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Shmot 5780

Shmot (Exodus 1:1-6:1 )

by Rabbi Yitzchak Zweig

GOOD MORNING!  These past few weeks we have seen a truly frightening rise in violent antisemitic attacks, including nine (NINE!) attacks in the Greater New York area alone. Incredibly, these attacks closely followed the despicable murders at the kosher market in Jersey City just weeks before. 2019 closed with well over two hundred antisemitic incidents in New York, according to the New York Police Department.

Just this past week, I received the following message from a random reader, "Please remove me from your list, I have discovered the Kalergi Plan and want nothing to with Jews ever again."

The vile piece of hatred called The Kalergi Plan was written in 2005 by the Neo-Nazi Gerd Honsik. It purports that there was a secret plan to mix white Europeans with other races. Somehow, the fact that Honsik was sentenced to five years in prison for Holocaust denial and other Nazi activities and is basically a total nut job, is apparently lost on many gullible people.

That such lies persist in the 21st century, a time of unprecedented access to knowledge and information gifted to us by the advent of technology, is simply stunning. How can anyone ignore all evidence and persist in their denial? The only explanation that I find plausible is that people will believe what they want to believe - regardless of the truth. Yet, why do people choose to believe ideas that all the available evidence establishes as false?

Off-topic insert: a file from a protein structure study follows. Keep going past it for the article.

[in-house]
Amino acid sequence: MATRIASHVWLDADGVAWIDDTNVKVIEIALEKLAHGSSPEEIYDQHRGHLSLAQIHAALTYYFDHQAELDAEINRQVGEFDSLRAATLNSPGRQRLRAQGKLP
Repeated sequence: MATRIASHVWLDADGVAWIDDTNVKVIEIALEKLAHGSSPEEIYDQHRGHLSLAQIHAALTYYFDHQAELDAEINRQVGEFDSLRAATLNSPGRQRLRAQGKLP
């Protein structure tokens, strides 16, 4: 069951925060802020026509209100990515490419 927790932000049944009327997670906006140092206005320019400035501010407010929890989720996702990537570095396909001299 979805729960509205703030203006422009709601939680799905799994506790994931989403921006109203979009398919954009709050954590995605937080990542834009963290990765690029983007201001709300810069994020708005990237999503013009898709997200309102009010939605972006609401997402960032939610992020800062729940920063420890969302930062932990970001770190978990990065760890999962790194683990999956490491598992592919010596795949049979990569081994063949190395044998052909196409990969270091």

Perhaps we need to start at the beginning. Who was the first antisemite? This week's Torah portion gives us the answer. "A new king arose in Egypt…he said to his people, 'Behold the Children of Israel are more numerous and stronger than we. Come let us act wisely…'" (Exodus 1:8-10).

Pharaoh was the first person to identify the descendants of the children of Abraham, Isaac, and Jacob as a nation. Incredibly, IN THE VERY SAME BREATH he characterizes them as being "a problem." Thus we became the "Jewish Problem"; a label that has stuck and tragically followed us through three millennia of existence.

Pharaoh's solution, as we know, was to enslave the Jews; the first of a horrible trend of extermination and expulsion suffered by the Jews for thousands of years, culminating with the "Final Solution" to this "problem" put forth by the evil Adolph Hitler - may his name be eternally blotted out.

In order to understand this issue a little deeper we must examine how the Torah characterizes it. This week's Torah reading includes a fascinating insight; "And they (the Egyptians) were disgusted because of the Children of Israel" (ibid. 1:12).

About a thousand years ago the most famous Bible commentator in Jewish history, Rabbi Shlomo Yitzchaki, explained this verse: "They (the Egyptians) were disgusted with their lives." He goes on to explain that the Hebrew word for "disgusted" comes from the Hebrew word "thorn" and the Talmud explains that the Children of Israel were like thorns in their eyes (Talmud Sota 11a).

On the face of it, these seem to be unrelated issues. Obviously having a thorn in one's eye is painful, but what does this have to do with being disgusted?